postFriday, 14 March 2008

Who the Hell is: Roland Barthes

Roland_Barthes_smallWas Roland Barthes simply a guy who smoked cigarettes and looked non-chalant? Find out here.


The Just: Roland Barthes was a sickly Frenchman. While some would probably use the term sick to refer to his sexual or religious orientation the word is used here quite literally. Barthes suffered from bouts of poor health throughout his life. Which prevented him from being part of the more prestigious academic institutions of French academic life but also meant he could skip out on the draft during World War 2.

Born on November 12, 1915 Barthes lost his father to an act of man (a naval battle during WWI) at the age of one. Without a father figure Barthes was raised solely by his mother, Bill O’Reilly would probably argue that this turned him gay. His mother would prove to be the one true great love of his life as Barthes proved to be a tragic lover generally falling in love with the 'wrong' man. Or O'Reilly would argue, the wrong gender (If you haven't worked it out yet O'Reilly is homophobic).

Barthes would become most famous for a series of bimonthly articles he wrote for Les Lettres Nouvelles (those French and there crazy magazine names), these articles would latter be published in English in Mythologies and The Eiffel Tower and Other Mythologies. These articles dissected the ideological beliefs of modern day culture in the most seemingly ordinary everyday aspects of life. For instance kids toys teach kids to be part of society and stripping is about avoiding nudity.

Barthes died tragically in 1980. While crossing a road after a party (probably drunk) he was hit by a laundry truck (yes a laundry truck). He died a month later on the 25 March 1980 in hospital after failing to recover from his injuries. Friends of his said he just didn't seem to have the will to live anymore since his mother died 3 years earlier – the laundry truck just sped up the process.

The Scandal: Apparently had a friends with benefits relationship with fellow French philosopher Michel Foucault. Barthes ended things because he was jealous of Foucault's promiscuity and their friendship never recovered.

Probably Not True: It is reported that whenever Barthes uttered the word “Shazam!” he would transform into a superhero and defend France from the criminally insane.

Key Concepts: The man had more ideas than a JFK conspiracy theorist. He had a theory for everything and unlike most academics he was his own worst critic constantly re-evaluating and adopting new theories whenever his older ones began to become popular.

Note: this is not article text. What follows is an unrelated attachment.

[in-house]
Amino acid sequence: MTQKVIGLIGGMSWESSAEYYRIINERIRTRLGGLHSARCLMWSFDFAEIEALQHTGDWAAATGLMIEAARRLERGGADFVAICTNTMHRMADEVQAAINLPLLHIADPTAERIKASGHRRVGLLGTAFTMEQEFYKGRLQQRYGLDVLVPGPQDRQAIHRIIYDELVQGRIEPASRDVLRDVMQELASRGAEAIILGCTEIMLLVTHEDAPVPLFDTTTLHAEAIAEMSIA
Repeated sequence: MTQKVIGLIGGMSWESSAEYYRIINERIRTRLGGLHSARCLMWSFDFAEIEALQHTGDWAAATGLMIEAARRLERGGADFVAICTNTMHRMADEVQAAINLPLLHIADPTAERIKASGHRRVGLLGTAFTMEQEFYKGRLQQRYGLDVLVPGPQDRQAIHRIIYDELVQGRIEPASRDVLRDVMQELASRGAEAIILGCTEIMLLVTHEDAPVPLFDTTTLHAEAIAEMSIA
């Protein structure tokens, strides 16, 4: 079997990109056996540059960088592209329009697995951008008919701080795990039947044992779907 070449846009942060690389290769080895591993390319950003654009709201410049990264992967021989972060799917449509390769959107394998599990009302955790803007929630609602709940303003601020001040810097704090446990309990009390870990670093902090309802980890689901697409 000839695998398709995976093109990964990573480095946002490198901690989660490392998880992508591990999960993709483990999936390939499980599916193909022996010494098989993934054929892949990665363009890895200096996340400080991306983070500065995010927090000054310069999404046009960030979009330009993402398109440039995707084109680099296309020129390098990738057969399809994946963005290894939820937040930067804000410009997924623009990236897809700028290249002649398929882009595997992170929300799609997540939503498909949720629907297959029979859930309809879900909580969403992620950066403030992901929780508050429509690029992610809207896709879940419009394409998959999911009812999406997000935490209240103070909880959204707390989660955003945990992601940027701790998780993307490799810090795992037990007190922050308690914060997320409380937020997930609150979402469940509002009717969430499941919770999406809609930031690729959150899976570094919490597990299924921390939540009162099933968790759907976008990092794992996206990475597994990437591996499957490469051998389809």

No 1. Myth:

Before reading this you might want to brush up on the concept of the sign. Now the problem with the sign is that the whole concept is pretty neutral. So it doesn’t explain the whole idea of say propaganda or ideology.

That’s right ideology or a belief system. Obviously when people talk they transport their beliefs through language but this isn’t always done in the regular direct fashion. We use things like simile or metaphor and things take on different connotations.

Barthes’s purpose with myth was to dissect the underlying belief systems that were fused into everyday life (rather than just claiming it’s common sense). Yeah, that’s right common sense is lame.

So what we think is common sense is in fact a myth – or an element of culture that makes itself appear natural when in fact it has a historical origin based on an ideology. For instance for years scientists made claims that the left side of men’s brains were more developed, while for women it was the right side. This enforced the whole notion of men being logical and rational, while women were intuitive. However, now that ideologies of gender equality are becoming more and more prominent scientists are finding that there is no difference between the development of men and women’s brains. Ola.

Barthes read cultural practices searching for these hidden ideologies by investigating that which he called “falsely obvious”. The only problem is that in investigating an object which myth works through, the object does not cease to be that object, thus making the whole process seem more concrete. For example in No Country for Old Men Chigurh’s coin represents fate or destiny but it does not cease being a coin.

Barthes expands the sign to explain this. There is a signifier and a signified that combine to make a sign – this is a first order system. But then myth hijacks this sign by turning the first order sign into a signifier of another sign. So myth is a second order system. Basically think of a step and then add another step onto it. The second step depends on the first.

Barthes uses the terms denotation and connotation to explain this. Denotation refers to the first order meaning and connotation refers to the second order meaning. Thus, Chigurh’s coin denotatively represents a coin but the connotation of it is fate.

In Short:

  • Signs can have layers of meaning
  • Myth is a sign that is built on another sign
  • Denotation refers to the first order sign
  • Connotation refers to the second order sign

More ideas coming soon...



Really interesting article and analysis. Your discussion about myth and ideologies reminds me of the part in Dogma when Chris Rock's disciple character says that it's better to have an idea rather than a belief because ideas can always be changed, while people kill and die over beliefs...

Rob Scott said...

Dogma what a great movie, I must watch it again. Having beliefs only makes you look like an idiot, even if it is only long after you're dead. Rather stick to ideas and be less dogmatic about everything.

Anonymous said...

typo: their not there

Anonymous said...

(those French and there crazy magazine names)

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